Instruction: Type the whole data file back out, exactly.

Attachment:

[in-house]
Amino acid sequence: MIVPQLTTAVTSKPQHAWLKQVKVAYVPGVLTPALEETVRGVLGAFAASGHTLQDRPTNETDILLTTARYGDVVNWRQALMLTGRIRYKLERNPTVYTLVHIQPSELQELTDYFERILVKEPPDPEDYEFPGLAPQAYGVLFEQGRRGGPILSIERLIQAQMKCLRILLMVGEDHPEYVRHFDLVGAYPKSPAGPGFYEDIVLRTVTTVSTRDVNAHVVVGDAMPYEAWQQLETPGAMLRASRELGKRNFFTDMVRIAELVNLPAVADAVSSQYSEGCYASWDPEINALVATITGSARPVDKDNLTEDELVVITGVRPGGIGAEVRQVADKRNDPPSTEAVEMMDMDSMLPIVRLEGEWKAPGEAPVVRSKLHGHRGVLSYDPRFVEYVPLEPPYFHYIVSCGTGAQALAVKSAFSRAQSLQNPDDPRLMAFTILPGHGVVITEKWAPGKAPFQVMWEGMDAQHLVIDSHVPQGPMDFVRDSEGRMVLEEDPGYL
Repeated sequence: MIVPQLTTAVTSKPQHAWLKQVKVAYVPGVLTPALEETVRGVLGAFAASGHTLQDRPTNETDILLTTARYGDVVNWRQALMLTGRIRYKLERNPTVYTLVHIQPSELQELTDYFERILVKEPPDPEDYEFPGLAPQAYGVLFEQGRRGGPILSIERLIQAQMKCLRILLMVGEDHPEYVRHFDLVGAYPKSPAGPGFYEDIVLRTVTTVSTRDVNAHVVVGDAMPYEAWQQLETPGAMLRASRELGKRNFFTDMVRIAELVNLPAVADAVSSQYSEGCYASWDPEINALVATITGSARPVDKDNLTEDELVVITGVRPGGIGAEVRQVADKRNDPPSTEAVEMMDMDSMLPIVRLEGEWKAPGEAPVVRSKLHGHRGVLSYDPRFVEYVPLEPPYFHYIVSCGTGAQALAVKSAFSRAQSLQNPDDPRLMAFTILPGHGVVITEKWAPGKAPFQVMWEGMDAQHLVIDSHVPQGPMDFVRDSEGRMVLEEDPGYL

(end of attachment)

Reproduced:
[in-house]
Amino acid sequence: MIVPQLTTAVTSKPQHAWLKQVKVAYVPGVLTPALEETVRGVLGAFAASGHTLQDRPTNETDILLTTARYGDVVNWRQALMLTGRIRYKLERNPTVYTLVHIQPSELQELTDYFERILVKEPPDPEDYEFPGLAPQAYGVLFEQGRRGGPILSIERLIQAQMKCLRILLMVGEDHPEYVRHFDLVGAYPKSPAGPGFYEDIVLRTVTTVSTRDVNAHVVVGDAMPYEAWQQLETPGAMLRASRELGKRNFFTDMVRIAELVNLPAVADAVSSQYSEGCYASWDPEINALVATITGSARPVDKDNLTEDELVVITGVRPGGIGAEVRQVADKRNDPPSTEAVEMMDMDSMLPIVRLEGEWKAPGEAPVVRSKLHGHRGVLSYDPRFVEYVPLEPPYFHYIVSCGTGAQALAVKSAFSRAQSLQNPDDPRLMAFTILPGHGVVITEKWAPGKAPFQVMWEGMDAQHLVIDSHVPQGPMDFVRDSEGRMVLEEDPGYL
Repeated sequence: MIVPQLTTAVTSKPQHAWLKQVKVAYVPGVLTPALEETVRGVLGAFAASGHTLQDRPTNETDILLTTARYGDVVNWRQALMLTGRIRYKLERNPTVYTLVHIQPSELQELTDYFERILVKEPPDPEDYEFPGLAPQAYGVLFEQGRRGGPILSIERLIQAQMKCLRILLMVGEDHPEYVRHFDLVGAYPKSPAGPGFYEDIVLRTVTTVSTRDVNAHVVVGDAMPYEAWQQLETPGAMLRASRELGKRNFFTDMVRIAELVNLPAVADAVSSQYSEGCYASWDPEINALVATITGSARPVDKDNLTEDELVVITGVRPGGIGAEVRQVADKRNDPPSTEAVEMMDMDSMLPIVRLEGEWKAPGEAPVVRSKLHGHRGVLSYDPRFVEYVPLEPPYFHYIVSCGTGAQALAVKSAFSRAQSLQNPDDPRLMAFTILPGHGVVITEKWAPGKAPFQVMWEGMDAQHLVIDSHVPQGPMDFVRDSEGRMVLEEDPGYL